A large heterogeneous mass with central high attenuation involves the transverse mesocolon. Active extravasation of intravenous contrast (arrows) indicates active hemorrhage. The adjacent bowel is normal in appearance.
► Mesenteric bleeding: suggested in the setting of blunt abdominal trauma, high attenuation fluid and active extravasation within a mesentery. If the CT scan had been performed with bowel contrast, a bowel perforation would have been a possibility; free air would most likely be present.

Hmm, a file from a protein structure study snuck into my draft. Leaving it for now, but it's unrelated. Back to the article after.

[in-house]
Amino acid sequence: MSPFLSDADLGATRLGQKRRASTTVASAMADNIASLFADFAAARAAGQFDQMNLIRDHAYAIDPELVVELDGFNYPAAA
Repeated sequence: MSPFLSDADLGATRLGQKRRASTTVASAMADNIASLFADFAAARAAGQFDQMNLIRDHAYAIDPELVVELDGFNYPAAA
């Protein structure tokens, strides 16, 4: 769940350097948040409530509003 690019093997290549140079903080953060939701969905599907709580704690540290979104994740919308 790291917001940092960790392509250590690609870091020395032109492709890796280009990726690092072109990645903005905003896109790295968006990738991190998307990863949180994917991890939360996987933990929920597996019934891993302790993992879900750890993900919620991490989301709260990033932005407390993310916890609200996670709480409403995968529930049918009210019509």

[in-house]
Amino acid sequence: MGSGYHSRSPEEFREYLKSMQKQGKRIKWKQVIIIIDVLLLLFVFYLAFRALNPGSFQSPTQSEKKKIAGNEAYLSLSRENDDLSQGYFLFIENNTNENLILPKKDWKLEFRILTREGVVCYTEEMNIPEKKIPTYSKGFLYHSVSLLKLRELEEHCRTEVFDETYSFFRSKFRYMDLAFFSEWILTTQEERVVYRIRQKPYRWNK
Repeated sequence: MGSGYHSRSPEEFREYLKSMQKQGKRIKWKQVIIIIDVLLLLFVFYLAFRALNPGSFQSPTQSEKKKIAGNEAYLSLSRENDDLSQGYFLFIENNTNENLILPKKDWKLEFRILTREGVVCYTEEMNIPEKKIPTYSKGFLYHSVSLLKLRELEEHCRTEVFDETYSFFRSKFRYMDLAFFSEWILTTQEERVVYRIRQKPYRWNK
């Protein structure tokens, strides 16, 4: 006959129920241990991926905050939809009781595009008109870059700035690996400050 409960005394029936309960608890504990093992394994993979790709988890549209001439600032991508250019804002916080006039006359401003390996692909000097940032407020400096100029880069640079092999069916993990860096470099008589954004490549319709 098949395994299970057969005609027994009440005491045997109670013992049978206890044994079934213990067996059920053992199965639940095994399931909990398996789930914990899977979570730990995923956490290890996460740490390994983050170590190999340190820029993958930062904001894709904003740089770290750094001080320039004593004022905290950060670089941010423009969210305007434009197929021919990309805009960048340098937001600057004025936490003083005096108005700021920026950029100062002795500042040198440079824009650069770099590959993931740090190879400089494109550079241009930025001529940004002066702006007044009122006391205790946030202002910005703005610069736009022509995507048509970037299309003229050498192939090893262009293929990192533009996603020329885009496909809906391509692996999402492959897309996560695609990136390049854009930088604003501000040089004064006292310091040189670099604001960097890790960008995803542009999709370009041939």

Mesenteric hemorrhage in the setting of blunt trauma is uncommon. When detected, reporting the severity of the hemorrhage and the presence or absence of significant bowel injury (laceration, perforation, or ischemia) is critical to triage patients to surgical intervention or observation. Mesenteric hematomas tend to be focal, well-defined masses that are the result of mesenteric vascular laceration. They may be triangular, round, or oval in shape. Acute hemorrhage is generally high in attenuation (50 to 60 HU) and becomes less attenuating over time. The finding of intravenous contrast extravasation in the region of the hematoma is indicative of active bleeding. Irregularity of the mesenteric vessels, often termed mesenteric beading, and abrupt termination of vessels may also indicate mesenteric vascular injury. In some cases, the hemorrhage in the mesentery is less well defined such that the mesentery appears hazy, infiltrated, or indistinct.
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